My Son, My Angel!

As CreativelyAble people, we have to acknowledge the fact that many of us require help or have required it at some point. If you are a family member or a friend who has helped with support or care of a CreativelyAble person, consider the letter below as my appreciation for all you do or have done.  My son has been extraordinary in his support, help, and unconditional love for me.  Although I have carried “mama guilt” for getting sick in the first place, he has NEVER and I mean NEVER, treated me as helpless, or forced his help upon me!  I was always, just mom!  And I still am.
This blog is a letter to him!



My Dearest, Funniest, Coolest, Handsomest (I could go on) Son,

When you were in my tummy 20+ years ago, I was scared shitless!  I was thinking about how selfish I was to bring you into a world so cruel and unjust.  I was worried that you wouldn’t be strong enough, smart enough, savvy enough or kind enough to make it.  Oh, was I wrong!
You have always had the ability to wick off the negative shit like water off a duck’s back.  I’m just now learning how to do that. Yeah, I know you had your moments, but you never let anything into your psyche too deep. You were raised from the age of 5 by a mother who at one time was deathly ill. A mom who then lived your full upbringing as a person with a disability. This seems to have made you even stronger. Go figure!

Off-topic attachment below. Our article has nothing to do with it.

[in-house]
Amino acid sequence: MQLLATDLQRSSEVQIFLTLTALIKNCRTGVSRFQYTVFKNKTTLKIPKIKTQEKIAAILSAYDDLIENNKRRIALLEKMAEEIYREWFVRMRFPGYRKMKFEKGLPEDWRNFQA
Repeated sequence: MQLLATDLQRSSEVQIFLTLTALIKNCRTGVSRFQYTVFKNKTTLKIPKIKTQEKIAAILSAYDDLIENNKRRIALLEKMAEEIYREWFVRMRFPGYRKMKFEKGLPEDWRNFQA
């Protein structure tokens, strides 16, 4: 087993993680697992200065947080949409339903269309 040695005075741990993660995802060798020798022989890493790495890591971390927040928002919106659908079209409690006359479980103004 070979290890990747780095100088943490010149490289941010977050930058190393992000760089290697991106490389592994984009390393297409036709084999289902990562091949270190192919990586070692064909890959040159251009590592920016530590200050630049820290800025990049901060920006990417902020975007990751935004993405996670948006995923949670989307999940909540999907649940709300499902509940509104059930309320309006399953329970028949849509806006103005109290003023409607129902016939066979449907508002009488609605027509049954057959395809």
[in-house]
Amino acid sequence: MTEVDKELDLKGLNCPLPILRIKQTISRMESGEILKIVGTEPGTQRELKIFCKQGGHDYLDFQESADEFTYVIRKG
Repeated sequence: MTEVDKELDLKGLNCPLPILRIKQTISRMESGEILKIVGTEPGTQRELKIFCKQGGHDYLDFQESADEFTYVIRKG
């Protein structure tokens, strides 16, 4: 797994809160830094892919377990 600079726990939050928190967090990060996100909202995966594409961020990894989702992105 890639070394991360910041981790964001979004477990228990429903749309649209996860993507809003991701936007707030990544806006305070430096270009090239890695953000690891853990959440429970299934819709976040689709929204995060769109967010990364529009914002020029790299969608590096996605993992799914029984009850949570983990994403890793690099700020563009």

No young child should have seen or been through what you have. You have watched me literally fall to the floor multiple times (long before you were big enough to help), and cried with me. You fed me with a spoon when I couldn’t feed myself. You helped dress me, tied my shoes, and buttoned my pants. You attended therapy with me, and we drew circles with fat crayons because that’s all I could do. You cheered for me, in physical therapy, saying “good job, mom!” But also let me know when I could have done a little better. You kicked my ass at Jenga when I was in rehabilitation (not drug rehab people) once you realized I had nerve damage in my hands. I mean, you’d beat me, then point and laugh! Who does that? Silly?! At 6 years old you charmed the hospital staff into giving you lunch when you were with me! Why did YOUR food always look better than mine?